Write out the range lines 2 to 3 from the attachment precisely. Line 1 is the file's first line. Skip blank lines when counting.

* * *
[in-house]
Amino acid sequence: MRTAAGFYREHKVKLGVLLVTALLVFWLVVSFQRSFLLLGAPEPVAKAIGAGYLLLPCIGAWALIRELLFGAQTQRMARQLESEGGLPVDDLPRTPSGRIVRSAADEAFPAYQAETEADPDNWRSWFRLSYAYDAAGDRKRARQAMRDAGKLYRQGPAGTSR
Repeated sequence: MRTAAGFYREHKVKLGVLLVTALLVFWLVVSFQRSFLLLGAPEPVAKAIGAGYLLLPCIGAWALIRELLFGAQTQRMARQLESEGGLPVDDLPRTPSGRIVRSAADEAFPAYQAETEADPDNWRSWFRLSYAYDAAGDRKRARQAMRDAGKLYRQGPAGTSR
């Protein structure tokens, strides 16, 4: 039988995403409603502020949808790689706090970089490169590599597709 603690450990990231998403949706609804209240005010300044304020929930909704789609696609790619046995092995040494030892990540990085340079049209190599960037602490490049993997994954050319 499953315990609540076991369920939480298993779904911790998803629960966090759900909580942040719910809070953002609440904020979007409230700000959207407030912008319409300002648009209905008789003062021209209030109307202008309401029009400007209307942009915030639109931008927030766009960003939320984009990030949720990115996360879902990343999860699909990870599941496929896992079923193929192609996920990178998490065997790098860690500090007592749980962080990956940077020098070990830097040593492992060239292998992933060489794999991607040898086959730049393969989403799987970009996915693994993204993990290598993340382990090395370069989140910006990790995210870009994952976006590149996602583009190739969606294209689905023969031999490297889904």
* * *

Amino acid sequence: MRTAAGFYREHKVKLGVLLVTALLVFWLVVSFQRSFLLLGAPEPVAKAIGAGYLLLPCIGAWALIRELLFGAQTQRMARQLESEGGLPVDDLPRTPSGRIVRSAADEAFPAYQAETEADPDNWRSWFRLSYAYDAAGDRKRARQAMRDAGKLYRQGPAGTSR
Repeated sequence: MRTAAGFYREHKVKLGVLLVTALLVFWLVVSFQRSFLLLGAPEPVAKAIGAGYLLLPCIGAWALIRELLFGAQTQRMARQLESEGGLPVDDLPRTPSGRIVRSAADEAFPAYQAETEADPDNWRSWFRLSYAYDAAGDRKRARQAMRDAGKLYRQGPAGTSR